Exquisitely lit by Matthew Richardson and set by Richard Hudson in a pristine, white observatory, Vick's production clears space for this – perhaps too much space given the poor musicianship. From the first misplaced entry in the Overture, the performance of the Orchestra of the Age of Enlightenment under Ivor Bolton is flaccid and unfocused, its cellos and double-basses in constant dispute, the harpsichord continuo brusque, the sweetness of the woodwind in "Vivo in te" a rare moment of calm and control.

Much like Alice Coote in Orlando, Christianne Stotijn struggles with the tessitura of the title role. But why cast a lieder singer in a role that requires a heroic counter-tenor?As Asteria, Christine Schäfer sounds wan and dry. Sara Mingardo fares better as Andronico, her contralto darkly alluring, while Kurt Streit's Bajazet, though uncharismatic, is dignified and refined. For sparkle, there's Renata Pokupic's Irene, who arrives on a cobalt blue elephant, and Vito Priante in the small role of Leone. For Handelians and Verdians alike, this was a dispiriting evening. From stage and pit, it must have been dismaying.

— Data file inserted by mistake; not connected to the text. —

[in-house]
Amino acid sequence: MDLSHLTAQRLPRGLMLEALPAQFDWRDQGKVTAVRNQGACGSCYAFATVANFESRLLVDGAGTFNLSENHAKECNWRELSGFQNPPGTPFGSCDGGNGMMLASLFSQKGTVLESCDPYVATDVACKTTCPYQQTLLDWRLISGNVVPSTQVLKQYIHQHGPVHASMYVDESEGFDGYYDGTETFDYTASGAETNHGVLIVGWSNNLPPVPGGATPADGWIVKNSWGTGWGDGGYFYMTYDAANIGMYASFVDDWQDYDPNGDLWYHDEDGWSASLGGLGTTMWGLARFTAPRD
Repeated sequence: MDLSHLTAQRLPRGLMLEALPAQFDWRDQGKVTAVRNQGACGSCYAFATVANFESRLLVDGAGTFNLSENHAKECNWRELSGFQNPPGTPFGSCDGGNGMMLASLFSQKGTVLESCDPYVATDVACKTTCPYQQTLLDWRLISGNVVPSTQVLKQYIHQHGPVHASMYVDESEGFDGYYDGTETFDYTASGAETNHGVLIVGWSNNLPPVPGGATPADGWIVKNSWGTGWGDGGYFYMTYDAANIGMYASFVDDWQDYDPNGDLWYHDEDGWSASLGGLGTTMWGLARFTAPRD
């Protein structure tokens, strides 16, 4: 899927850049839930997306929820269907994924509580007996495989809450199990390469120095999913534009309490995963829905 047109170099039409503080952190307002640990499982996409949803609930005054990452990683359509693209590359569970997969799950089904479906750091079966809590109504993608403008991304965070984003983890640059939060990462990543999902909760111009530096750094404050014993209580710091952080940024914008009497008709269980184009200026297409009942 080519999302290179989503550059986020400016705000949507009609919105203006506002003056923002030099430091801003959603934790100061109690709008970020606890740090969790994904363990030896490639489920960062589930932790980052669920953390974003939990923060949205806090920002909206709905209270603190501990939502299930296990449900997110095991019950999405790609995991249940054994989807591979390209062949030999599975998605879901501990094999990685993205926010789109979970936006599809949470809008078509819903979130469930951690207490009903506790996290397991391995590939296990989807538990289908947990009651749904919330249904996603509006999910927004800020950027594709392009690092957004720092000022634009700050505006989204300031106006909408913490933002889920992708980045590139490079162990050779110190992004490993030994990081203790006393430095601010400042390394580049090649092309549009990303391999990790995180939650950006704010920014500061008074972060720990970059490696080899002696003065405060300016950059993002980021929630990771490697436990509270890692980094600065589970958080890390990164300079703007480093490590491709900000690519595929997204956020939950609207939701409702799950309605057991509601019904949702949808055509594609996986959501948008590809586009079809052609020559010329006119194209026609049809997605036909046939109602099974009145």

Fresh from taking five Handel operas on tour, English Touring Opera is in rude health. A little too rude for me, at least in some details of William Oldroyd's staging of Don Pasquale, which takes to the road this week with revivals of The Marriage of Figaro and A Midsummer Night's Dream. Do people really spray their bottoms with perfume before a date, as Keel Watson does in the title role of Donizetti's daft, heartless comedy? I never have. Perhaps I should.